Much depends on the region you are going to. Check with the local wildlife conservation authorities, park personnel. Jasper Park provides bear proof storage at all their sites, I think. Willmore wilderness provides nothing. Outfitter camps may or may not have a high bar for hanging food(or game) OTOH Willmore is entirely random camping, and has very low use rates. (I've done several trips without seeing a footprint once off the main access trail.)
I've been backpacking and canoeing for 35 years, averaging about 3-4 weeks a year in the bush. I've never bothered to even hang my food.
But: I don't use the national parks. I don't use campgrounds. My usual backpacking haunts are Willmore Wilderness, north of Jasper Park, and the Rocky Clearwater Recreational Area, east of Jasper Park. Both are hunted. Bears have enough respect for people that they keep out of our way.
On canoe trips I have had bear issues twice. Once on the Churchill we had one that wasn't afraid of people in the slightest. After trying to chase him off several times in the first half hour after landing, we packed up our camp and moved to the other side of the lake.
On the Mujatik, we had a bear saunter into camp after supper. That night we kept the fire going and someone up. That trip was the opposite. The bears are unaccustomed to seeing people at all, and are just curious, but haven't learned about the possibility of treats, or of rifles.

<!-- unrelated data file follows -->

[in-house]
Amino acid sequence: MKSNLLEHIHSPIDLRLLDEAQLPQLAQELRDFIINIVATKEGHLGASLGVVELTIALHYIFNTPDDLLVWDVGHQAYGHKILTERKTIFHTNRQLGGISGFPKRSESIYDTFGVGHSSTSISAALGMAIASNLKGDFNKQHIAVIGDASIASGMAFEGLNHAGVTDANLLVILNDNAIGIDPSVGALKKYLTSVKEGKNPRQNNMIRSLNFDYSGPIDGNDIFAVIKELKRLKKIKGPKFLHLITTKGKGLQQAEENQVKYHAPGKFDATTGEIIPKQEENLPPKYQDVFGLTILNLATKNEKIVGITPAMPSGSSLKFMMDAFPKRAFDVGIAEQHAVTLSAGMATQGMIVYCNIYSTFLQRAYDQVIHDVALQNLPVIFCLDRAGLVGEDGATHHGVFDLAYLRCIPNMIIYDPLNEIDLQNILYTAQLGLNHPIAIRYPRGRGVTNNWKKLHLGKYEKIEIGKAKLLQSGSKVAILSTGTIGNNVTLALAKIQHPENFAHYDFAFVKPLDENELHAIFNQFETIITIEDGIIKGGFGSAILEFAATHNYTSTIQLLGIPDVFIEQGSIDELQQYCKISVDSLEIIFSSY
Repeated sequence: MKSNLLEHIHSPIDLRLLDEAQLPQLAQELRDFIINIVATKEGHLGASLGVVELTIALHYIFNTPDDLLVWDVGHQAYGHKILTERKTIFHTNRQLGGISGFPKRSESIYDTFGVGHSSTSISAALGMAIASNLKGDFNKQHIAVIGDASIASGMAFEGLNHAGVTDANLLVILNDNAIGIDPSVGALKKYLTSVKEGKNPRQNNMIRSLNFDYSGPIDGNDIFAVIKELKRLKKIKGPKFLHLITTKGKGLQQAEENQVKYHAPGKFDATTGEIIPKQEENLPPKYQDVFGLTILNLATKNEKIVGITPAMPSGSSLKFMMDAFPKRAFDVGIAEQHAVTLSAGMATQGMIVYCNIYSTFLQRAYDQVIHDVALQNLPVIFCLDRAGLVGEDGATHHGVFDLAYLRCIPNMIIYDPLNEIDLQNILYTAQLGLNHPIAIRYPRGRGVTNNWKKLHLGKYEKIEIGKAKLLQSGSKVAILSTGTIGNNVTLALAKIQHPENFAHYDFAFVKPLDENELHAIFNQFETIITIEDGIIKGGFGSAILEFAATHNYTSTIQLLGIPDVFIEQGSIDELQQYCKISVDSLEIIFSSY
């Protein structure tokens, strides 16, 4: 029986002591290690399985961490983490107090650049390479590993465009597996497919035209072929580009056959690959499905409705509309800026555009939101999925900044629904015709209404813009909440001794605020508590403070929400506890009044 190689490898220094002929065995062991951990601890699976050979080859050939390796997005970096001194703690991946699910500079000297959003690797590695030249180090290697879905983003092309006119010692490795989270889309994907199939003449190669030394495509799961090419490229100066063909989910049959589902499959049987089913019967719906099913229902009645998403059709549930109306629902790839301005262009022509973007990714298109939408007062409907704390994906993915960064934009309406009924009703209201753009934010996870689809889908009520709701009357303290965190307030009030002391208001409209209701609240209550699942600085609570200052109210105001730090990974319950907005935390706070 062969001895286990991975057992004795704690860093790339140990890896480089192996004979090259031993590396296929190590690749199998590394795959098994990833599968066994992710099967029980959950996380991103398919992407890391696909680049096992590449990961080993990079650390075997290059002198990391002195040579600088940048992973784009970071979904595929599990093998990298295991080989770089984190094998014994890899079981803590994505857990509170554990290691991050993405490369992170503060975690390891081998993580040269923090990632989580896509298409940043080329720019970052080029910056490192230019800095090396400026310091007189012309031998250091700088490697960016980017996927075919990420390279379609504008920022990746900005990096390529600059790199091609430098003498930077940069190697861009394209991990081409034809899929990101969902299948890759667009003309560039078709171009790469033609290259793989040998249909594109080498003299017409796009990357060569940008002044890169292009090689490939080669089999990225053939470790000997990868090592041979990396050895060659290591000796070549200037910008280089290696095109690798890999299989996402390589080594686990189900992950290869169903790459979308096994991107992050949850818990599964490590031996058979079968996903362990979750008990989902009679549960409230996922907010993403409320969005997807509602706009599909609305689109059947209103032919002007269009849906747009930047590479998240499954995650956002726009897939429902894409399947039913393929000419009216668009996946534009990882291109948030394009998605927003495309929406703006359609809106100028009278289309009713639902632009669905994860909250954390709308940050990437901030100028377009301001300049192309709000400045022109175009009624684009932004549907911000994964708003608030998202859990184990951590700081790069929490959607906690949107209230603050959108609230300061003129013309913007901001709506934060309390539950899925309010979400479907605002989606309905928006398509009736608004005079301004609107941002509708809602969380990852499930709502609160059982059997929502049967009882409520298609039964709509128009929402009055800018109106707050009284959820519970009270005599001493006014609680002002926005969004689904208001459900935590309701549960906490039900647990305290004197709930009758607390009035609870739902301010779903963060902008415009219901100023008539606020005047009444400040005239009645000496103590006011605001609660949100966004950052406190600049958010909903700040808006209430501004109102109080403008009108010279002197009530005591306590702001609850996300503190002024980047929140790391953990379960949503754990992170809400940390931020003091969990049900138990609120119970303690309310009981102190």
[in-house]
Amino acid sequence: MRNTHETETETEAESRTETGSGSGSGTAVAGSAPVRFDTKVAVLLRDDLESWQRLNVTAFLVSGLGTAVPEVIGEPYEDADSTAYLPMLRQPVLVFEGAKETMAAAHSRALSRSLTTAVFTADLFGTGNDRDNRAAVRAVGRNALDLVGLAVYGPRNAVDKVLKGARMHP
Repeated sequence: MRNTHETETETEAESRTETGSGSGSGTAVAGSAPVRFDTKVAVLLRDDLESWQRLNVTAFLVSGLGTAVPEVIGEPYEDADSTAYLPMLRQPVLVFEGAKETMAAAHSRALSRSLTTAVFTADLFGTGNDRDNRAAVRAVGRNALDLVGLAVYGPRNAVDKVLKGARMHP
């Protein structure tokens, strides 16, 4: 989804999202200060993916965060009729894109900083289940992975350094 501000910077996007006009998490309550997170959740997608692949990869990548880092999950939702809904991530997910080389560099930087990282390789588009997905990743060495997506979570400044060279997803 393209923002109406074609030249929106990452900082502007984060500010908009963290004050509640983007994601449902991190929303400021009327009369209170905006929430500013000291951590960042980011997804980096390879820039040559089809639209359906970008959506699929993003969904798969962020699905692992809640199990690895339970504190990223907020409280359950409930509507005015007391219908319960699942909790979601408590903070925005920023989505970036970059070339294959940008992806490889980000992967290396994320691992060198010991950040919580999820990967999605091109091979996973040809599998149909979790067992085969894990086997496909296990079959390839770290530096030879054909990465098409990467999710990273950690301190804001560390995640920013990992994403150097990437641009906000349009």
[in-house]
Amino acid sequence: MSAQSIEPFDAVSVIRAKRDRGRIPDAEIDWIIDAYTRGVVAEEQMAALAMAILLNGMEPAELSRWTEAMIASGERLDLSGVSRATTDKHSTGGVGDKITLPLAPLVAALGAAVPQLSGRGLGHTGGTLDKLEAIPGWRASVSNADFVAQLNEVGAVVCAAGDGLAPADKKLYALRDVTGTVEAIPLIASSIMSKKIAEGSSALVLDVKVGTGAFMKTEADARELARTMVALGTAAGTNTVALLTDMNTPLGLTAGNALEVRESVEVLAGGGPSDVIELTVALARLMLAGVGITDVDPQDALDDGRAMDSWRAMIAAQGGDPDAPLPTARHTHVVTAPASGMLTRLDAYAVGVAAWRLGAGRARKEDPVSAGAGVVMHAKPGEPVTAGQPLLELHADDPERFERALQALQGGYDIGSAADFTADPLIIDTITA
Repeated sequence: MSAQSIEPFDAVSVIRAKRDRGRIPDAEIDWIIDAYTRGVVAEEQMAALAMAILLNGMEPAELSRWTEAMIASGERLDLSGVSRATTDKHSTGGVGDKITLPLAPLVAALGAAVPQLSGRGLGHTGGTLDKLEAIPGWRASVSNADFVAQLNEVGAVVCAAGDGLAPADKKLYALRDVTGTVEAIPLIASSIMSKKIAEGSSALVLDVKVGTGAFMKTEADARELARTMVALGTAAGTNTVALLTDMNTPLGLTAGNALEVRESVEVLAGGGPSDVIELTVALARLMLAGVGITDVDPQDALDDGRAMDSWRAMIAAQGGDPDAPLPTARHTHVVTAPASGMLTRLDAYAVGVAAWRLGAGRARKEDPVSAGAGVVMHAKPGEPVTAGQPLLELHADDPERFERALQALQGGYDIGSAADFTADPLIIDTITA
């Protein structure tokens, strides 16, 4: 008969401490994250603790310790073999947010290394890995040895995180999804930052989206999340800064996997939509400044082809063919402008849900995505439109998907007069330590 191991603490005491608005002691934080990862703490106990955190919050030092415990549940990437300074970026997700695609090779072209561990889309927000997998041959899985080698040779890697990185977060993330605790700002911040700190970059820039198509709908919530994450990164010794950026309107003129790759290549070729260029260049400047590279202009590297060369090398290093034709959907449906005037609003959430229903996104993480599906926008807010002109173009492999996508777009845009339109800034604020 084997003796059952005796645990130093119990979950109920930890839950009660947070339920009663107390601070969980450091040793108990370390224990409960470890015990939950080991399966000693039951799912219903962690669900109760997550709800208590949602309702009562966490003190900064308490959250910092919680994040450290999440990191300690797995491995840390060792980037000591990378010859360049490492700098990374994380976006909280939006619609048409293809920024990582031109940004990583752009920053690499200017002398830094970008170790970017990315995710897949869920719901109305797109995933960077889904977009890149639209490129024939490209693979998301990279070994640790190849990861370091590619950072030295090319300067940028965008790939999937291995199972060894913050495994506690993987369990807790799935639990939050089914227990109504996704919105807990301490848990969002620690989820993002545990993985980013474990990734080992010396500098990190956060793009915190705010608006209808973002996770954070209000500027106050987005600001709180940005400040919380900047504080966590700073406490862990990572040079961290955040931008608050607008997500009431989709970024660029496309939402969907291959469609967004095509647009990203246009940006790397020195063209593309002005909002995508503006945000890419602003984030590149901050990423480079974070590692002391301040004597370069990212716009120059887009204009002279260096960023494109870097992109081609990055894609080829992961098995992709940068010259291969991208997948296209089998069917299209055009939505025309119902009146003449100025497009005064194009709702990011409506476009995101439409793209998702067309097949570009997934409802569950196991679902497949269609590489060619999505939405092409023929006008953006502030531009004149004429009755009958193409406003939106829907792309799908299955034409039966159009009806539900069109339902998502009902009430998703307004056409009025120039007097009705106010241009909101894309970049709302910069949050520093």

The Churchill, as canoe routes go is fairly popular. There are fire rings at most portage landings, and on many windswept points. (If you have experience the bugs there, you will know why windswept points are popular.) The Mujatik and most of the other trips I've done were much less traveled, frequently requiring as long to clear the moose trail as to portage the obstacle. (Once we found camp litter: A tobacco tin with a 1922 revenue stamp.)
I have had mice nibble the corner of a package of granola or oatmeal. Just rebag it as it happens.
I spent a summer on staff at Philmont Scout Ranch. At that time they had 12,000 scouts a summer. A group was 10 scouts. They would be there for 12 days total, but first day was orientation at base camp, and last day was turn in rental gear, and get cleaned up. So 10 days in country. So at any given time there were about 1500 campers spread out over the 25 x 50 mile ranch. Bear country was about 2/3 of that. The remainder open desert.
Bears were a constant problem. And the bears got clever.
There was one bear, the Pop Tart bear that would take carelessly hung bear bags, and rummage through them for the blueberry pop tarts that were part of one of the breakfasts. Everything else would be left alone, only incidentally damaged.
There was a young bear, the Kamikaze bear, that would climb one of the trees until he was well above the bag, leap out from the tree, grab the bag, and ride it down. The cord had enough stretch that he was only a few feet off the ground moving slowly when it broke.
Another bear was brazen enough to watch the campers hang their bag, and in the evening would come over, look at the bag, follow the cord to where it was tied off on a tree, and break the cord with his claw.
The ranch had two live traps, and working with Department of Natural Resources (DNR) would relocate the chronic offenders.
Curiously, the bears left our cabin alone.